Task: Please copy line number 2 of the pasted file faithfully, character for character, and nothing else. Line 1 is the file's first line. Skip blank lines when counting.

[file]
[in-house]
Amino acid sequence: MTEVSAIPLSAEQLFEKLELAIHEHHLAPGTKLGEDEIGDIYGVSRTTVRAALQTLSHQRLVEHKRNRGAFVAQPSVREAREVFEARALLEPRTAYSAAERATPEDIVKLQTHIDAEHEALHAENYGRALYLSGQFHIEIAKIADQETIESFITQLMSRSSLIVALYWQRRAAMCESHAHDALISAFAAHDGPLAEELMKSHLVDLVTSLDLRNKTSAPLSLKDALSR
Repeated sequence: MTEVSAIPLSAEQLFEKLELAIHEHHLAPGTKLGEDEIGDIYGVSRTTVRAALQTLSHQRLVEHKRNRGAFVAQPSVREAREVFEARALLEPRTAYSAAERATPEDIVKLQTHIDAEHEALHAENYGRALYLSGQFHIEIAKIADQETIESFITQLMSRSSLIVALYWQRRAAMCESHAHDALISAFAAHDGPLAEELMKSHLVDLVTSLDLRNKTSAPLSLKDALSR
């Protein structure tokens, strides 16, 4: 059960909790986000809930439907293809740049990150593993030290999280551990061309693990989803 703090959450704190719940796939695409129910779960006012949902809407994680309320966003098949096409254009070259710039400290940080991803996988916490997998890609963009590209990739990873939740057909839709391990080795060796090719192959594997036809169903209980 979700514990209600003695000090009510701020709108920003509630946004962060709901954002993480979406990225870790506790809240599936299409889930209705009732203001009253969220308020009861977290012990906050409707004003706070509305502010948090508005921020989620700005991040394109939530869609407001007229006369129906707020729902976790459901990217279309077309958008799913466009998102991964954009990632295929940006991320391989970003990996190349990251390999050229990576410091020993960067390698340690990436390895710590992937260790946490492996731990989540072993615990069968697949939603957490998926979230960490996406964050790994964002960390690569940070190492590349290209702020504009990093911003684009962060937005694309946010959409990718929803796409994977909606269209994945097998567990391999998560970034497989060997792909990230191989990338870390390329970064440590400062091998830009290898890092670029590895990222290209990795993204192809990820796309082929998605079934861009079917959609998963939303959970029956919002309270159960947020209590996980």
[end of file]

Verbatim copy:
Amino acid sequence: MTEVSAIPLSAEQLFEKLELAIHEHHLAPGTKLGEDEIGDIYGVSRTTVRAALQTLSHQRLVEHKRNRGAFVAQPSVREAREVFEARALLEPRTAYSAAERATPEDIVKLQTHIDAEHEALHAENYGRALYLSGQFHIEIAKIADQETIESFITQLMSRSSLIVALYWQRRAAMCESHAHDALISAFAAHDGPLAEELMKSHLVDLVTSLDLRNKTSAPLSLKDALSR